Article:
Dave Brooksher

Redwood Times

Brian St. Claire works as the Community Service Supervisor for the Garberville Merchants Guild. For more than four months, he's been cleaning up leaves and litter around the storefronts, sidewalks and gutters of Garberville and Redway.

"I'm like the town detailer, so to speak. I get all the little stuff," St. Claire says. "A lot of cups, beverage containers, bags, trash, and all the cigarette butts that people drop. Those accumulate and they don't go away."

According to him, there are trouble spots in town that have a higher level of litter than others -- like the parking lot near Subway.

"Places where people congregate. Those are the ones that tend to be the worst," St. Claire says. "Several of the merchants decided that they needed to do something about the trash in town, and they decided that they would just pay someone to do it."

So far, he says he's been getting a lot of positive feedback from businesses and locals around town. "I've got a lot of people telling me that it's as clean or cleaner than they can remember," he said. "That's important to me. I was hired to do a job that needed to be done, and I really want to do the best job that I can."

The hours vary depending on weather, workload and available funding.

"It's super variable, " St. Claire says, "but I've been getting about 25 hours a week since I started."

"It's a very flexible, on-call kind of job," according to Dee Way with the Garberville/Redway Area Chamber of Commerce.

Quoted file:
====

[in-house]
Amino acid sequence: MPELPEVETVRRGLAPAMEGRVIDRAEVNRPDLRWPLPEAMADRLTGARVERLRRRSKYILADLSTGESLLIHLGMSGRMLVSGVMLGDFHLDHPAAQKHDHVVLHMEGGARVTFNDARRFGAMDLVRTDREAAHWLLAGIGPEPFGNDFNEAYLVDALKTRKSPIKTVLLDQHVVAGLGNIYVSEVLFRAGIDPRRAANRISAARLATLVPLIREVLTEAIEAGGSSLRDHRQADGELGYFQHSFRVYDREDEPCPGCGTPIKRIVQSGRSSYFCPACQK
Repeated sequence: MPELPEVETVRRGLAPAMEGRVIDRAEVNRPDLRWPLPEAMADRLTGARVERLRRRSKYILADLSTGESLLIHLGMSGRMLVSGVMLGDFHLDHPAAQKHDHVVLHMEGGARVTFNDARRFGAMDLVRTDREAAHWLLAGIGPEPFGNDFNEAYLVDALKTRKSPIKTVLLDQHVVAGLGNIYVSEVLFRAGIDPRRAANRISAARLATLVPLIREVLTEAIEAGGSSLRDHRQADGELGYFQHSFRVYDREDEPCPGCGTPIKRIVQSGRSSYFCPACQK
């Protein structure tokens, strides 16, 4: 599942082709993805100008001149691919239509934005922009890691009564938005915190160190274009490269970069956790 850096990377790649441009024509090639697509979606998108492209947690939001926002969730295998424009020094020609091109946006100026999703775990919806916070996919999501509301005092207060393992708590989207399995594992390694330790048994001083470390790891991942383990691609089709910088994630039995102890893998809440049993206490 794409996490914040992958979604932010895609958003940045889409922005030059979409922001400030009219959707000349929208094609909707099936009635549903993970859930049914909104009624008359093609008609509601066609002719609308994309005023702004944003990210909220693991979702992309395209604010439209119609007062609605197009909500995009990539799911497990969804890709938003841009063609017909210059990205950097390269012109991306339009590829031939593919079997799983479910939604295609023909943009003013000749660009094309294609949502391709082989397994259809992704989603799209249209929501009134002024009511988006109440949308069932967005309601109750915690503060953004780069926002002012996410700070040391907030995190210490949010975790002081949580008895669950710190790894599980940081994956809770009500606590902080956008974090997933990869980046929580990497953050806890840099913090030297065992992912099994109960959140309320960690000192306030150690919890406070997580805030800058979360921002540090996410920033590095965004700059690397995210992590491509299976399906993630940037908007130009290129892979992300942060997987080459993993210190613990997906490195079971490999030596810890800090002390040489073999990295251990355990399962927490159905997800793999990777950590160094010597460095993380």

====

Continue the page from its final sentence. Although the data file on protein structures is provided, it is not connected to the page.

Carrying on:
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"Sometimes it's 40 hours a week, but sometimes it's just 10. The fall leaves are always a big time; there's always extra hours then. In the height of the tourist season it always seems like there's more work. But it's a very flexible position."

The job is paid by voluntary donation through the Chamber of Commerce. According to Way, the guild includes over 60 active members. "Most of them are business owners," Way said, "but we do have some individuals who donate."

In the past, St. Claire's job was done by a man named Henry Cooper. After Cooper passed away in the summer of 2012, it was hard to fill the position.

"I think it gets a bad wrap because people think it makes them look like they're doing community service for a crime or something," Way said, "but the feedback I get from people I've employed has always been that they get a lot of feedback out there."